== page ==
One of the things I’ve tried to do as my travels have brought me to various and sundry places is to learn a little more about the history of a wine-producing region, and the people and places that stand out and help to tell its story. I’ve also started to look for the surprises that frequently lay on the fringes of many regions, both literally and philosophically.
I was lucky enough to spend some time in Sonoma last year, a wonderful place blessed with natural beauty and an admirable culture of respect for all things, including land, hard work, and consumers! During my stay there I did a bit of poking around, and put together this short list of fun, surprising, facts that can help to give one a fuller picture of what Sonoma is all about.
Want more about Sonoma?Come to Snooth and check out our Sonoma profiles, including Patz & Hall, Dashe Cellars, and Alexander Valley Vineyards. While you're there, find out about Great Values in Cabernet Sauvignon and 12 Killer West Coast Chardonnays.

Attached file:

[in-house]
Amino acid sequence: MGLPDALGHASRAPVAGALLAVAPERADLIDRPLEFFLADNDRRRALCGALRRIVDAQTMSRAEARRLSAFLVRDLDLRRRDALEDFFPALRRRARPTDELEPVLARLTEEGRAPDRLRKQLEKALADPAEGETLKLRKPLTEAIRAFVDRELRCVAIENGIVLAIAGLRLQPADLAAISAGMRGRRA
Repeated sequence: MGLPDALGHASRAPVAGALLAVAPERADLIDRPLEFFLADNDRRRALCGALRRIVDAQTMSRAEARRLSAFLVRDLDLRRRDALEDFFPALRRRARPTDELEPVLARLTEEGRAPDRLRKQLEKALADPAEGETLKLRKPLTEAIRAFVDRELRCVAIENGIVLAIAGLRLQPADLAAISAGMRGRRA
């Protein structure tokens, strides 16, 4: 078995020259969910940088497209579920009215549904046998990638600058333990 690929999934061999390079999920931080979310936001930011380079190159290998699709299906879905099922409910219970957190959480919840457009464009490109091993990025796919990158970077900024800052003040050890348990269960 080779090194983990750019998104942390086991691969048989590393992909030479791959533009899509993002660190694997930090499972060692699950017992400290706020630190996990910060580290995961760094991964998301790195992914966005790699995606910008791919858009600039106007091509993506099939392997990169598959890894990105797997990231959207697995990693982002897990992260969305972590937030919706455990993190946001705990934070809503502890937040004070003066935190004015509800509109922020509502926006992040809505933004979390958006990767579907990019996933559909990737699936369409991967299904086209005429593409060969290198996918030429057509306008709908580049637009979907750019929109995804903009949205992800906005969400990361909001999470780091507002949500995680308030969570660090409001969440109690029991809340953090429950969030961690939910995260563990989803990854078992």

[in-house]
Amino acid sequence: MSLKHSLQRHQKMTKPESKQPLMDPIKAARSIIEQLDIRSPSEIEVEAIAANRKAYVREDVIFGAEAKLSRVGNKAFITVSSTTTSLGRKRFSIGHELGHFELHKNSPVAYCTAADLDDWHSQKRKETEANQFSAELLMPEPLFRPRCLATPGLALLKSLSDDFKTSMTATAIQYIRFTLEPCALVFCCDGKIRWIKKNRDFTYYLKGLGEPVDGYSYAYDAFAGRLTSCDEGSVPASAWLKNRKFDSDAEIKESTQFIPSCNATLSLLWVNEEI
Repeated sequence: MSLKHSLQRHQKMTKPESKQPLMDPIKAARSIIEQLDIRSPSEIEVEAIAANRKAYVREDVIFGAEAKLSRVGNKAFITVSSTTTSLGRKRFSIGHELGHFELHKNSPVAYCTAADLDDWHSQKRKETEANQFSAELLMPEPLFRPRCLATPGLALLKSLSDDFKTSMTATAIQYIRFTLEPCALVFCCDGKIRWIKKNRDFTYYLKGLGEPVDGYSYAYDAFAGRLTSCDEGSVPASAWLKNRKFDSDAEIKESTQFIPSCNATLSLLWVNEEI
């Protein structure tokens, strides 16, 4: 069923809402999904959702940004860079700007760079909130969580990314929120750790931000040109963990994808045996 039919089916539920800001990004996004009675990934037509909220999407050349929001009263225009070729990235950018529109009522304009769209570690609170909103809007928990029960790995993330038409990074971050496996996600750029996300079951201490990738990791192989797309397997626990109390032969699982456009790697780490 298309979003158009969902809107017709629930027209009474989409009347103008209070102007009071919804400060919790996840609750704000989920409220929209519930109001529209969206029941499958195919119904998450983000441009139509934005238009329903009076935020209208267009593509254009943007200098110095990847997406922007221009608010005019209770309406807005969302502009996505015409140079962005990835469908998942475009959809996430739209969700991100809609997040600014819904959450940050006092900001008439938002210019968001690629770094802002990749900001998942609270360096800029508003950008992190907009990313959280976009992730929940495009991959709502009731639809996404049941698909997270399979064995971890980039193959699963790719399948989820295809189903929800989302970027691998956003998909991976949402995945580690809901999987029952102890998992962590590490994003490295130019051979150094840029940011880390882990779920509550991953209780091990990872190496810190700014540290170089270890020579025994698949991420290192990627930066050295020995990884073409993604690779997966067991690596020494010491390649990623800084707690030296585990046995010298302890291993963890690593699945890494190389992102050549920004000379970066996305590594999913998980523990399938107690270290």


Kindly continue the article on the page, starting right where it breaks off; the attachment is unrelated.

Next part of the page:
The Highest of the HighOne of the facts that almost all Californian winemakers have to deal with is that it can get really hot in California, and truth is most wine grapes are like people: They like it warm, but if it's too hot, they can get burned. I’m always intrigued by high-elevation vineyards, and those in Sonoma manage to escape the excessive heat of the valley while providing a near-ideal environment for some of my favorite grapes. Pinot in particular thrives at these heights.
At 1200 feet, Van der Kamp Vineyard is the highest vineyard on Sonoma Mountain, overlooking the town of Kenwood. It’s also planted with some of the oldest Pinot Noir vines in all of Sonoma County.
D. H. Gustafson Family Vineyards can beat Van der Kamp by a few hundred feet. Located at 1800 dizzying feet above sea level, these vineyards are the highest family-owned estate vineyards in Sonoma County.
But the winner in the elevation sweepstakes has got to be Arbios Cellars, whose Cabernet Sauvignon vineyard is planted on lands that range from 2000-3000 feet above sea level. These Alexander Valley vineyards are also the northernmost vineyards in Sonoma County.